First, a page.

October 7, 2020 | 7 min read
Just as everything old is new again, so too is the millennial generation’s relationship with archaic processes; they do not get along, unless what is archaic becomes vintage. Case in point, why would they use the United States Postal Service (USPS) to send a letter, when they can keep in touch with their friends instantaneously over SnapChat, when the latter is not yet considered retro.
The one outmoded process that millennials cannot avoid, however, is the Internal Revenue Service (IRS)’s draconian tax system. Without fail, there comes a day where their parents can no longer claim them as dependents, and time comes to figure out the system for themselves. In that regard, just as Harry Potter entered the Wizarding World, so too shall they enter into the mundane world of taxes.
That said, it is totally understandable that you, as a young millennial professional, are overwhelmed and need help sorting through the myriad of forms, rules, and paperwork necessary for filing your taxes. Unless you make below the annual income minimum of $10,400, there’s no getting around it, regardless of whether your taxes are filed through the USPS or online. In order to make the process as easy as possible, however, information on several of the most relevant topics newly tax-paying millennials have been compiled below.
- What is a W-4?
- What is a W-2?
- What is a Tax Return?
- What is Form 1040?
- What is an Audit?
- Do tax circumstances change over time?
1. What is a W-4?
The W-4 tax form is used by employers to properly calculate deductions from their employees’ paychecks, which go towards Medicare, Social Security, and a number of state, local, and federal taxes. Typically re-submitted annually, the W-4 reflects an employee’s work and marital status.
Beyond the present, the W-4 is also meant to illustrate changes in a person’s life. Geographic relocation and new jobs, as well as children, spouses, or other such dependents all may alter the final score. Each criteria contributes to a point-based system, the total of which corresponds to a certain number of allowances. In the end, those with a higher number of allowances are permitted smaller deductions from their paychecks.
While it may sound unfair that some will have greater deductions than others, there is no need to fear. While the average deduction hovers around 20%, the IRS makes it relatively easy to gain that money back down the line.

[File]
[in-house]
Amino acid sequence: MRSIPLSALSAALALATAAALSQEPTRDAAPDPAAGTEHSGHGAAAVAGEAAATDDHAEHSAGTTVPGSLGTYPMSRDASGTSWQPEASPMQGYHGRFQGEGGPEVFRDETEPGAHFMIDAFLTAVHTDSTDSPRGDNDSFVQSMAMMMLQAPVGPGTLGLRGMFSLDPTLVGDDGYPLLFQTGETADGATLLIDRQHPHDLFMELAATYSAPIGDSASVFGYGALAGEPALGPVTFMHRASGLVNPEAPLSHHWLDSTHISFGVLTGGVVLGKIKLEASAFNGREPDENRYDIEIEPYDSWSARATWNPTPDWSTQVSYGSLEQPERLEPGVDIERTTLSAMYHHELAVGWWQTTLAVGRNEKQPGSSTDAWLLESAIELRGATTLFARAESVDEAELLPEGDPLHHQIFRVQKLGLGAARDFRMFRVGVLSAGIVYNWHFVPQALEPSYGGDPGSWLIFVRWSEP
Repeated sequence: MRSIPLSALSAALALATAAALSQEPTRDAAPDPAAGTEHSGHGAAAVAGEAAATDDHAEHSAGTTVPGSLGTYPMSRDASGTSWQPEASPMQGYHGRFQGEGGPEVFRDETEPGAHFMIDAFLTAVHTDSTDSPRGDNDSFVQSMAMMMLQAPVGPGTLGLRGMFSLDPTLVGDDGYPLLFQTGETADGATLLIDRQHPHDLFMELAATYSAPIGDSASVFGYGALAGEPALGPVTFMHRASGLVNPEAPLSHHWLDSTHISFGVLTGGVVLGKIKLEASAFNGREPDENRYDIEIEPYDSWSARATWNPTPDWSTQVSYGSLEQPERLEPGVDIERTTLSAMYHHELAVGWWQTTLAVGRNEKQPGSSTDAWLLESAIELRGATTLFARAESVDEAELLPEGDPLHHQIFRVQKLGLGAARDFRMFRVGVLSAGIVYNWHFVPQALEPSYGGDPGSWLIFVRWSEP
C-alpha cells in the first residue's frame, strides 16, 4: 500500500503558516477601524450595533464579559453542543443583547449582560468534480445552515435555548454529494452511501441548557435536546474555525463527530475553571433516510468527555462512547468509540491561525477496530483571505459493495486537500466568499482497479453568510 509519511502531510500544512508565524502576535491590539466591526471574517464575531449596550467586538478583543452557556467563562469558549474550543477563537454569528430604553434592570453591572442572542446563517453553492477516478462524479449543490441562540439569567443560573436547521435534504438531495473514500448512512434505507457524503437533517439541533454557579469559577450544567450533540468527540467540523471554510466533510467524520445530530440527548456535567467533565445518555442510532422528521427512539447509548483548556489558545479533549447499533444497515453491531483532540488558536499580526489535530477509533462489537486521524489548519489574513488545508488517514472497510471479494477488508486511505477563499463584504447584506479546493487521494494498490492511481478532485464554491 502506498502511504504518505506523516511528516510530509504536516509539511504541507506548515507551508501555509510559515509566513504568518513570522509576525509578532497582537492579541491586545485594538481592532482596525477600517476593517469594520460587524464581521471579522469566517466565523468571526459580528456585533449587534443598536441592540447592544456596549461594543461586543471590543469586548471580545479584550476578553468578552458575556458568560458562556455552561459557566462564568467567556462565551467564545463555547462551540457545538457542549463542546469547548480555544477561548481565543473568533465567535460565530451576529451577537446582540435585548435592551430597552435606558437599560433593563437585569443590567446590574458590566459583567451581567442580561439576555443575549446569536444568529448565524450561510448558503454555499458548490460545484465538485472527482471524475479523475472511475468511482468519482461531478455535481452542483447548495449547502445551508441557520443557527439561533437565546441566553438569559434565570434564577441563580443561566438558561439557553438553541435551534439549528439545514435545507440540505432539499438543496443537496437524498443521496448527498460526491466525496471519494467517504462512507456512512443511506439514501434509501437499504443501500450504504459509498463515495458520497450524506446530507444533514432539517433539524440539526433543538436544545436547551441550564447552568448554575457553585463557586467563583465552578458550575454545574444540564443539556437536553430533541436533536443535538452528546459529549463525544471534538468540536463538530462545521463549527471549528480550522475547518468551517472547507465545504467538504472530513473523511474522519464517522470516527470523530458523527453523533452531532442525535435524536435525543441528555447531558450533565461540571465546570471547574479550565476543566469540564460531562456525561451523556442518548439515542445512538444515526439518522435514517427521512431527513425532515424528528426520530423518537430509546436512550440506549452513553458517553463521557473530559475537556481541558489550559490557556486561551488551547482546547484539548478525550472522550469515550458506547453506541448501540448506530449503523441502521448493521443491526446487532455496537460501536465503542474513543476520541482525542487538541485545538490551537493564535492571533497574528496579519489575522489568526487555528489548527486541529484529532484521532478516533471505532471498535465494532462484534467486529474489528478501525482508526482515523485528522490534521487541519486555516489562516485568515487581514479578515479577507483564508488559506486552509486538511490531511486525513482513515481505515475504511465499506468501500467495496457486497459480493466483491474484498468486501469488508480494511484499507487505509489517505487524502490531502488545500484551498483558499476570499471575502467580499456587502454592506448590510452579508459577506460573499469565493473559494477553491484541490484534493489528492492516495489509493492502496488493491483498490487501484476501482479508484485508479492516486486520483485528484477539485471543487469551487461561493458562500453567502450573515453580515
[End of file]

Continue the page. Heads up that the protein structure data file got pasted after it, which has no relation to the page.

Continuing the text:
2. What is a W-2?
A W-2 is a federal form, which reports an employee’s wages and withheld taxes within a given tax year. Provided by employers, the taxpayer is typically given four copies — one for their records, one to be filed with the Federal government, and two for their state or local tax divisions.
The W-2 is an incredibly important form, as it is impossible to file your taxes without it. In the event that a W-2 gets lost, the first step is to contact the employer to get a replacement. Should that avenue not yield results, options include contacting the IRS or filing a personal estimate of the W2 data via form 4852.
When a W-2 form is received, it’s important to verify the printed information as soon as possible. If there is a glaring error involving identification information, such as social security number, or regarding the wage and tax numbers, it is important to get it rectified prior to filing. This is because, when time comes to actually file, the amounts presented will be transcribed directly onto the form. When done correctly, it really is that simple — it’s just a matter of selecting the correct tax return form.
3. What are Tax Returns?
Tax Returns are financial documents filed with the IRS in order to report one’s tax liability, including reimbursements, expenses, and income. Submitted annually, these forms can assist taxpayers in not only determining if they are owed a refund, but also to calculate income tax.
Although universally mandated taxes, such as Medicare and Social Security, are deducted every month from paychecks, it’s important to still file the relevant paperwork every year.
As for “why?”, to put it plainly, people make mistakes. For each person’s income and circumstances, there is an exact amount needed to be withheld each month. Using that number as a barometer, tax returns help taxpayers see if they hit that amount.
If that’s the case, then no action need be taken. On the other hand, if one had too much withheld, then tax filings help ensure that they receive a refund. Conversely, having too little deducted requires additional payment to the government. In that scenario, avoiding payment can lead to an audit by the IRS.
4. What is form 1040?